One of my favorite things about Philadelphia is its Mural Arts Program. It "unites artists and communitites through a collaborative process...to create art that transforms public spaces and individual lives." If you stick around long enough, you can see several of my favorite murals from Steve Powers' Love Letter.

But, if you're here to learn more about me and my adventures during summer 2012, you're welcome to look around.

About Me

Hello! It's very nice to make your aquaintance! My name is Robin Lam, class of 2014, and I currently study mathematics and computer science at Vassar College, New York. If you'd like to contact me, you can reach me at rolam@vassar.edu.

About My Mentor

My mentor this summer is named Ani Nenkova. She's a professor in the department of computer and information science at University of Pennsylvania, specializing in natural language processing. You can learn more about her at her website.

What Makes Good Writing?

My research this summer is focused in natural language processing. I'll be using resources like the natural language toolkit to analyze leads and news articles from the New York Times in an attempt answer the question "What do we really mean when we say something is well written?" My ultimate goal would be to develop a way to measure how well-written a piece of writing is. Additionally, I hope to answer questions such as...

  1. Is there a significant difference between the way leads are written and the way news articles are written?
  2. Are articles in different genres written differently? If so, how?
  3. What is the relationship between a well-written article and the amount of imagery used in the piece of writing?
  4. Is there a correlation between the number or types of verbs, adverbs, or adjectives and how well-written an article is?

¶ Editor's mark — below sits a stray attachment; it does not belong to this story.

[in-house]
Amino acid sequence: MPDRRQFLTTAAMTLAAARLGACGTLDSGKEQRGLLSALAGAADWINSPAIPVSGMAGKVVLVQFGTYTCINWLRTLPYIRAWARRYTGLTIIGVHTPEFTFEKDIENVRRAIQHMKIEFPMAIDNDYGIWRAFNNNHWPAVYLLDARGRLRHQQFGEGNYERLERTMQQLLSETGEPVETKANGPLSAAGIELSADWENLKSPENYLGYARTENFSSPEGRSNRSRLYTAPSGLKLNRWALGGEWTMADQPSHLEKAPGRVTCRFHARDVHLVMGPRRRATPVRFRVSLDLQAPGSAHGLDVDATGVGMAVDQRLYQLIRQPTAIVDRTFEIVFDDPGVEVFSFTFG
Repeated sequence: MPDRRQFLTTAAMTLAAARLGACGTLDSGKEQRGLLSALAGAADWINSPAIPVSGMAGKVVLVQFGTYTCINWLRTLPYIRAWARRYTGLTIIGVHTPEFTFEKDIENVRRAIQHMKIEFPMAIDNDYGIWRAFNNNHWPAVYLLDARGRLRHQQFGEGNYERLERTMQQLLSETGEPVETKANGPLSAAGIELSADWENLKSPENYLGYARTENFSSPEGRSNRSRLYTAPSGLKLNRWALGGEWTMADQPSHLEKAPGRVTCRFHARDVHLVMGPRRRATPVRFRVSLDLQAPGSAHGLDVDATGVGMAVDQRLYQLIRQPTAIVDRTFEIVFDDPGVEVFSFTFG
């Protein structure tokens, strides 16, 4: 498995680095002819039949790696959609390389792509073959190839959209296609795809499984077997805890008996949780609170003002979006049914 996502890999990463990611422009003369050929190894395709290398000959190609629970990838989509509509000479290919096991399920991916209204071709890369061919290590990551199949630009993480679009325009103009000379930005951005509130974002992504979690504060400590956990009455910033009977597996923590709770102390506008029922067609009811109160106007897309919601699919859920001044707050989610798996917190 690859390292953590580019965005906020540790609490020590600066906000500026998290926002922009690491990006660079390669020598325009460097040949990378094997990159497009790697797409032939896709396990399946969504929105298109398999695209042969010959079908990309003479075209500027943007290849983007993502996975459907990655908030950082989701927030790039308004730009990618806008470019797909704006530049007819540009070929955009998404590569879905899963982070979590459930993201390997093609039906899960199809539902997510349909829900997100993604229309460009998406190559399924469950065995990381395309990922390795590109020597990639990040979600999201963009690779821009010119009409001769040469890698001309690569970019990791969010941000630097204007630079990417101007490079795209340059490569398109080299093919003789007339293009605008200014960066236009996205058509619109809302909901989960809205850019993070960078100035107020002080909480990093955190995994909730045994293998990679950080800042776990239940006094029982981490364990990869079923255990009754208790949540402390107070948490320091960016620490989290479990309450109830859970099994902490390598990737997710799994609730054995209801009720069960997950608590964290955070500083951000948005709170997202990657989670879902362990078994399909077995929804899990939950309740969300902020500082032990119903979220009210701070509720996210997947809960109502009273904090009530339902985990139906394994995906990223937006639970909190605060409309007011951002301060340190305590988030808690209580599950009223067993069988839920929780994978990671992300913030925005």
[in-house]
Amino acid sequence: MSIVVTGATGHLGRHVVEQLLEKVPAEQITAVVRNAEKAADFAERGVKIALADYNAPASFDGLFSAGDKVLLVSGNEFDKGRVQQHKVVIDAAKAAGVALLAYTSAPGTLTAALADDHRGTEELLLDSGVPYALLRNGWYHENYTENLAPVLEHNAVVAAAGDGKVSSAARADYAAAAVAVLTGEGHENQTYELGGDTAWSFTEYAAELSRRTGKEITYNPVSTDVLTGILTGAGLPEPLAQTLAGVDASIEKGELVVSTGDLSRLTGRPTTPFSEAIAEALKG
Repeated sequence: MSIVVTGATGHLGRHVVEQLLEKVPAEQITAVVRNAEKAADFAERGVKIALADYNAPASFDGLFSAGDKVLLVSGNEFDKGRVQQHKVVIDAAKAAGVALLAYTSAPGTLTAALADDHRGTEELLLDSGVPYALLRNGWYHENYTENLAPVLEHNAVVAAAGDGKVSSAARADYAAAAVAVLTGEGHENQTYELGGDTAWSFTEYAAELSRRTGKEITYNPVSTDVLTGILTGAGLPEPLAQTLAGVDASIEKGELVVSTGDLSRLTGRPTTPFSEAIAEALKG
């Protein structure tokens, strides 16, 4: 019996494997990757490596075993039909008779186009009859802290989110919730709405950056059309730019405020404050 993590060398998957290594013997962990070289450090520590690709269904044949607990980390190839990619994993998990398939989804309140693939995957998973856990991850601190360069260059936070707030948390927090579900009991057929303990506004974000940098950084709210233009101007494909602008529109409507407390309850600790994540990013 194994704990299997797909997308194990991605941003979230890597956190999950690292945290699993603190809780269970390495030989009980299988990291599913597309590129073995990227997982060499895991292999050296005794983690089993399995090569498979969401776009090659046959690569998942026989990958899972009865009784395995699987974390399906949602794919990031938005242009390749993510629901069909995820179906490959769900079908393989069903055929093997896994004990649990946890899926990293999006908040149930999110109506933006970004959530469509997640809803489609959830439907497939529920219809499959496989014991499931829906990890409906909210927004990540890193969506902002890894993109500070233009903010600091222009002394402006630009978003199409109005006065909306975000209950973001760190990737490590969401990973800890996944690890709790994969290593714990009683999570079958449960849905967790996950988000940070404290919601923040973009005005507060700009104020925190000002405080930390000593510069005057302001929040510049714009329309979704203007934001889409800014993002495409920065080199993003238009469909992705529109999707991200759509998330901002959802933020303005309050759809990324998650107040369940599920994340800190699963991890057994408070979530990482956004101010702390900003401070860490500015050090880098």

If you'd like to know what answers I turn up, feel free to follow along! You can find the link to my journal above.

Week One

6.11.12 Monday
Day one! I met Ani for the first time today and I was very relieved to discover that she is very nice and very approachable. This is my first time doing computer science research so I expect I'll be learning a lot in the next few weeks. Ani has two other undergraduate students working with her this summer, Kaitlyn and Ethan, as well as a PhD student, Annie.

6.13.12 Wednesday
I started my offical work today. Ethan, Kaitlyn, and I have been given thousands of New York Times articles in the categories business, science, sports, and US international relations to work with. We're supposed to analyze the leads of these articles using Python and NLTK (natural language toolkit). I've never learned Python or worked in the command prompt before so this will be interesting..

6.15.12 Friday
Today marks the end of my first work week here in Philadelphia and it's been quite a week. At least now I've familiarized myself with Python, NLTK, and the command prompt. The last few days have been a bit intimidating, but I think I've got the hang of things. I just got back from a meeting with Ani where we went over some of the data we generated this week.

6.16.12 Saturday
Went to work today because I still don't feel entirely comfortable with my projects. The lab was empty but I've been so productive!

Week Two

6.18.12 Monday